The HMS Investigator voyage
HMS Investigator, captained by Matthew Flinders, sailed from Spithead in Hampshire, England, on Saturday 18 July 1801, tasked with charting the coastline of Australia. It reached King George Sound in Western Australia on 8 December 1801. From 1801 to 1803, HMS Investigator travelled the Australian coastline and studied flora and fauna along the way.
At the same time, the French ships the Naturaliste and the Geographe - both under the command of Nicolas Baudin - fulfilled the same task for France, travelling the Australian coast in the opposite direction. All three ships brought along official artists - sponsored by their respective governments – to record their findings. The Investigator carried natural history artist Ferdinand Bauer, landscape artist William Westall and botanist Robert Brown.
After some persuading from famous English naturalist Sir Joseph Banks, the Admiralty agreed that, along with mapping the coastline, the expedition would also study the region's natural history. Banks had pointed out that the French ships led by Baudin were travelling with large numbers of scientists and gardeners.
Ferdinand Lucas Bauer (1760-1826) was born in Austria to an artistic family - his father was court painter to the Prince of Liechtenstein. Bauer and his brothers were given lessons in plant collecting and drawing from a young age. His elder brother, Franz, became the first botanical artist at the Royal Botanic Gardens, Kew, in London, England.
Ferdinand was the botanical draughtsman to botanist Robert Brown on the Investigator voyage. Bauer sketched the plants and animals they saw and collected, and his work revealed the splendour of Australia's natural history to Europeans for the first time. Some of his finished pieces were published in the first detailed account of Australasia's natural history, Illustrationes Florae Novae Hollandiae (1813). Bauer's drawings were unique in their morphological and chromatic accuracy. He studied collections and sketches, and sought the expertise of Brown, to produce sophisticated pieces.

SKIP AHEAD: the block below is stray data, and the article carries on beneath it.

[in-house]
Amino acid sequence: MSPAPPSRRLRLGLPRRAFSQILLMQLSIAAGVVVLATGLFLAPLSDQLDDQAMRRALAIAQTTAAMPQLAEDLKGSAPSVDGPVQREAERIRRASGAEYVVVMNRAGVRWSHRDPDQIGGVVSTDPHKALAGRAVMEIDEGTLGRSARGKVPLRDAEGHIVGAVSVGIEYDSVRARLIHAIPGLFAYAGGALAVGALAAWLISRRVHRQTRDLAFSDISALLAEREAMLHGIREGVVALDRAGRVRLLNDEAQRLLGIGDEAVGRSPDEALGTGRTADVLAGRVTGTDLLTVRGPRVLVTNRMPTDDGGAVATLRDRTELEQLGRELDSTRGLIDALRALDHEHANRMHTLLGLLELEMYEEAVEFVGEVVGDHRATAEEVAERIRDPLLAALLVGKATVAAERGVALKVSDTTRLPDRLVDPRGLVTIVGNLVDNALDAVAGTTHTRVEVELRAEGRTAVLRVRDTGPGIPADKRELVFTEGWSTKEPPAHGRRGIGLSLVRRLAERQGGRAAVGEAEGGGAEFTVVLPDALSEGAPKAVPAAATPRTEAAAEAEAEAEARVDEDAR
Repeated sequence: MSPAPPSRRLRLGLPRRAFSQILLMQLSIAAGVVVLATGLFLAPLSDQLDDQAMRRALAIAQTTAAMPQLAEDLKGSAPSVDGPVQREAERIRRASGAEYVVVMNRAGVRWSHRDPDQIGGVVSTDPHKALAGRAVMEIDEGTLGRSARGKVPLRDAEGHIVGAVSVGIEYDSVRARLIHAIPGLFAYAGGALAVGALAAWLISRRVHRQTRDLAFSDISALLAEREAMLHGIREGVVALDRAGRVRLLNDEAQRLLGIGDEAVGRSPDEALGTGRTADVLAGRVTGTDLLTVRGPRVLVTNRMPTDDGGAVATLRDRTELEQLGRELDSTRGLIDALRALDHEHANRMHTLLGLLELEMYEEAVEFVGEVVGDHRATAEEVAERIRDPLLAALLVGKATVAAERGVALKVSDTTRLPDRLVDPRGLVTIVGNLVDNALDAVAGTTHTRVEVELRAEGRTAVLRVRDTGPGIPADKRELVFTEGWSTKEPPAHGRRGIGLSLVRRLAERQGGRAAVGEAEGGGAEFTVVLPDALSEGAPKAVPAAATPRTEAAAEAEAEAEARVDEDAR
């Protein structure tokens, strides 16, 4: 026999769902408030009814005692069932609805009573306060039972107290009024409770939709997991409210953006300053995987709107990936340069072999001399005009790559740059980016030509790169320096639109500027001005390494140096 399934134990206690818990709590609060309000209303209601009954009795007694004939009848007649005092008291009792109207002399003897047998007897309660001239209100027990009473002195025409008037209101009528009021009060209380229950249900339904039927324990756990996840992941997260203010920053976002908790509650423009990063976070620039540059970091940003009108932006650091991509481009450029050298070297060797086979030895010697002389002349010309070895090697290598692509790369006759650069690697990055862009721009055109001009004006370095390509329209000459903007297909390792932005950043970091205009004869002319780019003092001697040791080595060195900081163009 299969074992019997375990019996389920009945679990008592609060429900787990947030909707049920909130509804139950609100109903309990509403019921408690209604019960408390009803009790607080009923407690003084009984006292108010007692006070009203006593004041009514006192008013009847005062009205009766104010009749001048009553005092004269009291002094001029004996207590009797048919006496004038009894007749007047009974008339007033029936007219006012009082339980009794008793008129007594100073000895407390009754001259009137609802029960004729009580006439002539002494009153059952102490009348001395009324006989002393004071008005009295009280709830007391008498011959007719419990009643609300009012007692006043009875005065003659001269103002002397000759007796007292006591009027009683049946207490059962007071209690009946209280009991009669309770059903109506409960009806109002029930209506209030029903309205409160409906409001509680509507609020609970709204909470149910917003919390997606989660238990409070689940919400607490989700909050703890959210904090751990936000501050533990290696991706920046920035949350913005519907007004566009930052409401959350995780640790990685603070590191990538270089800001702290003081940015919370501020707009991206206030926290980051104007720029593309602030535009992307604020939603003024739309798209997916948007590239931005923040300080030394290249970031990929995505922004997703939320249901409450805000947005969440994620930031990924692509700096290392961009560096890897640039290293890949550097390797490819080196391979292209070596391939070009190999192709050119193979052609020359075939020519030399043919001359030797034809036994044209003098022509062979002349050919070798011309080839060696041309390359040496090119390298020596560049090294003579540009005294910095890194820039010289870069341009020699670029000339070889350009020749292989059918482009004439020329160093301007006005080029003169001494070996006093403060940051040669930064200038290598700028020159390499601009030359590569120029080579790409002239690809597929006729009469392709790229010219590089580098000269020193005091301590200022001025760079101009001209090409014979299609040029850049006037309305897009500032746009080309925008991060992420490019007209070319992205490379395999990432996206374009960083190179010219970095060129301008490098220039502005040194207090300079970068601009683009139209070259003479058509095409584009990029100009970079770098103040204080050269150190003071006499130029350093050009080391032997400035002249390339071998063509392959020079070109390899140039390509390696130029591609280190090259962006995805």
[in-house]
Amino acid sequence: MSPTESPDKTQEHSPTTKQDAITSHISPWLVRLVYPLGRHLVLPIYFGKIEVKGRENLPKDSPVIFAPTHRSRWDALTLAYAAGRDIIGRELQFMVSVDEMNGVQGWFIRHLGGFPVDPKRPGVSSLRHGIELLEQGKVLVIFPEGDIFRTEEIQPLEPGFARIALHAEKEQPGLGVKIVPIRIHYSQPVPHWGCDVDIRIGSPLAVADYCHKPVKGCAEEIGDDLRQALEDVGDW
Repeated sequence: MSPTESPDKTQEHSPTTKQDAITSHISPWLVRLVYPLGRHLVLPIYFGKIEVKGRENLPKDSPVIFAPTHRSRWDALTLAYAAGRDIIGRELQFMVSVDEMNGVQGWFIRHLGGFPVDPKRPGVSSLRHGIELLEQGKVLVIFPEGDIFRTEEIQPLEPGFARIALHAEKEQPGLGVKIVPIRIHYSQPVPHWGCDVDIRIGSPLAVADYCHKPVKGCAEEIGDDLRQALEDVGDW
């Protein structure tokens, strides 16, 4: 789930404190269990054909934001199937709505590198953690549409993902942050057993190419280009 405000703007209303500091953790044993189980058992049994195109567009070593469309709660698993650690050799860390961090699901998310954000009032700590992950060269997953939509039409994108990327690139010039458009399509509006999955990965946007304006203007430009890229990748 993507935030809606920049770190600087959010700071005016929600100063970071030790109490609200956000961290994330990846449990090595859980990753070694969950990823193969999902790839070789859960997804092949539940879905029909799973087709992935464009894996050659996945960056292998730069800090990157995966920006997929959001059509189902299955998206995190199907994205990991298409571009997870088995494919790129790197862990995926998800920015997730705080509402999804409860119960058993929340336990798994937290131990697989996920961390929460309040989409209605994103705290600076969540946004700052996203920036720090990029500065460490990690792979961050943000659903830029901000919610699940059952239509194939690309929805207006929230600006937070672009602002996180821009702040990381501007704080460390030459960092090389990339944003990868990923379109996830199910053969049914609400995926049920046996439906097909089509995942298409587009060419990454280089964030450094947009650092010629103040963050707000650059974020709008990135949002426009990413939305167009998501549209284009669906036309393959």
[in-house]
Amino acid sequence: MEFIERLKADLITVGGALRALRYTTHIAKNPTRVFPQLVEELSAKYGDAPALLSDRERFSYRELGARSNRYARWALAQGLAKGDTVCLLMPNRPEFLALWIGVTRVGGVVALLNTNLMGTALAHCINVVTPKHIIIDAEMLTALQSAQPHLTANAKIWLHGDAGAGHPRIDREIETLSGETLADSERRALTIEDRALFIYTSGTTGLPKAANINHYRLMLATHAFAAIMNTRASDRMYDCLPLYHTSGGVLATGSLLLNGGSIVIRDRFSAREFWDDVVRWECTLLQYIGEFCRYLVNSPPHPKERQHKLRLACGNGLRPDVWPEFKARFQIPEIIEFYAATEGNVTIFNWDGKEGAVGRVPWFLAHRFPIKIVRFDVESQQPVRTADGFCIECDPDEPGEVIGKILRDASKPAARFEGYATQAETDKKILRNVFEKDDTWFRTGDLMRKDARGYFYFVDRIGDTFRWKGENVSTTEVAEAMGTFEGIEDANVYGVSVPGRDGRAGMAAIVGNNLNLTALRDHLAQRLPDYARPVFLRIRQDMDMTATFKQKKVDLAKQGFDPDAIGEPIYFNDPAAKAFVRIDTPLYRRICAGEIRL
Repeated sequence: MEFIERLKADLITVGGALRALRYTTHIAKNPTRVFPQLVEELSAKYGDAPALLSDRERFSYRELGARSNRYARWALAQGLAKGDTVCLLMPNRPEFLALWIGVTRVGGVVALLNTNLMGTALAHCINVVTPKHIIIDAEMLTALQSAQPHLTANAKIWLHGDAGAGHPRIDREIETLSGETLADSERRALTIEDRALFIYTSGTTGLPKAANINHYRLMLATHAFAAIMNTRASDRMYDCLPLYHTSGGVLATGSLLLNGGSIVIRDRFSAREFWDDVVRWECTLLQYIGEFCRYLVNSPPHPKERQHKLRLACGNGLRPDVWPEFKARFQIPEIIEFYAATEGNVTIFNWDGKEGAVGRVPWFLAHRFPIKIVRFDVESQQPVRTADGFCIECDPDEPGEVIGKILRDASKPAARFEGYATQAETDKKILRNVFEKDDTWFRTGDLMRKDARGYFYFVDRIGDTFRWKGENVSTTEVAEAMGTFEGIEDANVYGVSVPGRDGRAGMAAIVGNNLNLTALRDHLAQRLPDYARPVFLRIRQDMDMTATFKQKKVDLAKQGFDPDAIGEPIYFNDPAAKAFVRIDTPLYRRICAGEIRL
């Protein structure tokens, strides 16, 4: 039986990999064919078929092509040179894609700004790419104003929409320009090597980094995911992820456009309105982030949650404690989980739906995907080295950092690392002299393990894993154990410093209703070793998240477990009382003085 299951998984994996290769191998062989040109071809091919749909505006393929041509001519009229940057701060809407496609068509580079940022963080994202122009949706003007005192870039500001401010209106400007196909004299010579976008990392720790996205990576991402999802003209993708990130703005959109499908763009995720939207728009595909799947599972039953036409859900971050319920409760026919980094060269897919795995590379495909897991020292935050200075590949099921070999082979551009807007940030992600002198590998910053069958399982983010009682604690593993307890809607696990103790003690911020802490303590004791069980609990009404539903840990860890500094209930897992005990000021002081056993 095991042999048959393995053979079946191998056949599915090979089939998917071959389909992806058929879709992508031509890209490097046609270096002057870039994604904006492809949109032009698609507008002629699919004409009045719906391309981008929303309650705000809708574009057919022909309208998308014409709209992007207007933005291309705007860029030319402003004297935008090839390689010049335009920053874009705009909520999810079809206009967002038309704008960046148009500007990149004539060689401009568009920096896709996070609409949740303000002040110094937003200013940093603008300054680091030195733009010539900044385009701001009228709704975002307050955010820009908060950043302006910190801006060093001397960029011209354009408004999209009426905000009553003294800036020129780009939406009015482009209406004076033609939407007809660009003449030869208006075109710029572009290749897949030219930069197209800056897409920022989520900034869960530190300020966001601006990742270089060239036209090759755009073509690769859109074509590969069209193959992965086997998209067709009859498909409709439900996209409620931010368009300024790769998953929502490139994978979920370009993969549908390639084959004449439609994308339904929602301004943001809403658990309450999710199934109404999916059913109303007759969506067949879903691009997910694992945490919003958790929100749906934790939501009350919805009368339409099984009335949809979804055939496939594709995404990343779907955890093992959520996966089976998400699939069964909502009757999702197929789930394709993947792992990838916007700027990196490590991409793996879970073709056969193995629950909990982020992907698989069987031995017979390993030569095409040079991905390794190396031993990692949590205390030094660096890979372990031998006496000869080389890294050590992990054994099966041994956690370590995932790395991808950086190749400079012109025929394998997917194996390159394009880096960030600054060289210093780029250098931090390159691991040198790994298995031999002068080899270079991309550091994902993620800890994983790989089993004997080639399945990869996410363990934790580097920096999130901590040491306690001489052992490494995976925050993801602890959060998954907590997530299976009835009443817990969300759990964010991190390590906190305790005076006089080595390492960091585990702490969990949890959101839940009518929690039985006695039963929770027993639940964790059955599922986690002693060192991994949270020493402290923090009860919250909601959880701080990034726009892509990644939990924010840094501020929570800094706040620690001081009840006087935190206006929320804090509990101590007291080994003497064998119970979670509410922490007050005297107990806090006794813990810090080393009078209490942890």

It is thought that Bauer made 2,060 field drawings during the HMS Investigator voyage, the majority of which are held by the Museum of Natural History in Vienna, Austria. The Library and Archives at the Natural History Museum holds 252 of the drawings' finished watercolour counterparts. The Library and Archives also has 19 pencil sketches of trees by Westall.
The Investigator voyage ended when the ship was declared unfit to sail in June 1803. Flinders returned to England to collect another ship to complete his expedition and bring the remaining crew members home. Bauer and Brown stayed in Australia for a further two years - focussing on the natural history of New South Wales, Tasmania and Norfolk Island - before returning to England in 1805.
In the Library
Brown's manuscripts on the zoological specimens he collected on the voyage can be found in the Museum Library, along with his book, Catalogue of Fossils (1802). The Library also houses letters referring to HMS Investigator, chiefly those of its lead miner, the mineralogist John Allen, who joined the voyage at the request of Banks.
Composition: Books, illustrations, artwork, manuscripts, letters, pencil sketches
- Ferdinand Bauer
- Matthew Flinders
- William Westall
- Robert Brown
- Magee, J. 2009. The Art of Nature. London : Natural History Museum. 256 pp.
- Cooper, P M. 2015. The Bauer Brothers. London : Natural History Museum.
- Mabberley, D and Moore, D. Catalogue of the holdings in the Natural History Museum (London) of the Australian botanical drawings of Ferdinand Bauer (1760-1826) and cognate materials relating to the Investigator voyage of 1801-1805. Bulletin of the Natural History Museum (Botany Series), vol. 29 no.2 (25 November 1999), p. 81-226.
- Wege, J et al. 2005. Matthew Flinders and his scientific gentlemen: the expedition of the HMS Investigator to Australia, 1801-05. Welshpool DC, WA: Western Australian Museum. 184 pp.